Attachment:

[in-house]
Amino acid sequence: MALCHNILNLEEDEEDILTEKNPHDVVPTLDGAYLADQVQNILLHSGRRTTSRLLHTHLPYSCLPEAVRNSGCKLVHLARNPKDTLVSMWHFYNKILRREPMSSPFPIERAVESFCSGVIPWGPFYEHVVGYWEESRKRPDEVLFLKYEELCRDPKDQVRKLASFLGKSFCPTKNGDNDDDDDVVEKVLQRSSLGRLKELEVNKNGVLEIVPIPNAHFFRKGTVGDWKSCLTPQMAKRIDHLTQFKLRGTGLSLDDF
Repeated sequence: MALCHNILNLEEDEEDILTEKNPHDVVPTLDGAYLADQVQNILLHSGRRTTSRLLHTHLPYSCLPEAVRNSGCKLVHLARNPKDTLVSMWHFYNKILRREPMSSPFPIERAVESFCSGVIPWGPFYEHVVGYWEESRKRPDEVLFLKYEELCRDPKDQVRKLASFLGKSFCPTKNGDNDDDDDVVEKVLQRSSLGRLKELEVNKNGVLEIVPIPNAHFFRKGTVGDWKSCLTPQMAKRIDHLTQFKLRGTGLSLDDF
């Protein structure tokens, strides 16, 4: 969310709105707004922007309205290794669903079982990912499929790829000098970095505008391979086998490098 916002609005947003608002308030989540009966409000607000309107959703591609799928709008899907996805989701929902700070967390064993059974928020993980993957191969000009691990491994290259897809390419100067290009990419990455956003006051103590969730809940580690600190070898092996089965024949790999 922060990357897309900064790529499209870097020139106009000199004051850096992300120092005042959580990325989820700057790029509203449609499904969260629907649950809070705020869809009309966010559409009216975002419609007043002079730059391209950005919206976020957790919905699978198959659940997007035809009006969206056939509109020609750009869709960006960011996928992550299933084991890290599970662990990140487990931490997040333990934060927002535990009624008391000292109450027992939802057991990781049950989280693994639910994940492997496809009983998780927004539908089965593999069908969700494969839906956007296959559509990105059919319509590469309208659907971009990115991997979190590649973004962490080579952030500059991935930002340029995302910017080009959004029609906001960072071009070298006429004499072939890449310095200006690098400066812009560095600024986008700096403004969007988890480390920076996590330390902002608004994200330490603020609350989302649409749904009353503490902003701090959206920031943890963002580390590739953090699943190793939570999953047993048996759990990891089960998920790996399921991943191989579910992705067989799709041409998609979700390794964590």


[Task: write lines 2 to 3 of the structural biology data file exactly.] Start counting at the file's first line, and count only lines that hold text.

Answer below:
Amino acid sequence: MALCHNILNLEEDEEDILTEKNPHDVVPTLDGAYLADQVQNILLHSGRRTTSRLLHTHLPYSCLPEAVRNSGCKLVHLARNPKDTLVSMWHFYNKILRREPMSSPFPIERAVESFCSGVIPWGPFYEHVVGYWEESRKRPDEVLFLKYEELCRDPKDQVRKLASFLGKSFCPTKNGDNDDDDDVVEKVLQRSSLGRLKELEVNKNGVLEIVPIPNAHFFRKGTVGDWKSCLTPQMAKRIDHLTQFKLRGTGLSLDDF
Repeated sequence: MALCHNILNLEEDEEDILTEKNPHDVVPTLDGAYLADQVQNILLHSGRRTTSRLLHTHLPYSCLPEAVRNSGCKLVHLARNPKDTLVSMWHFYNKILRREPMSSPFPIERAVESFCSGVIPWGPFYEHVVGYWEESRKRPDEVLFLKYEELCRDPKDQVRKLASFLGKSFCPTKNGDNDDDDDVVEKVLQRSSLGRLKELEVNKNGVLEIVPIPNAHFFRKGTVGDWKSCLTPQMAKRIDHLTQFKLRGTGLSLDDF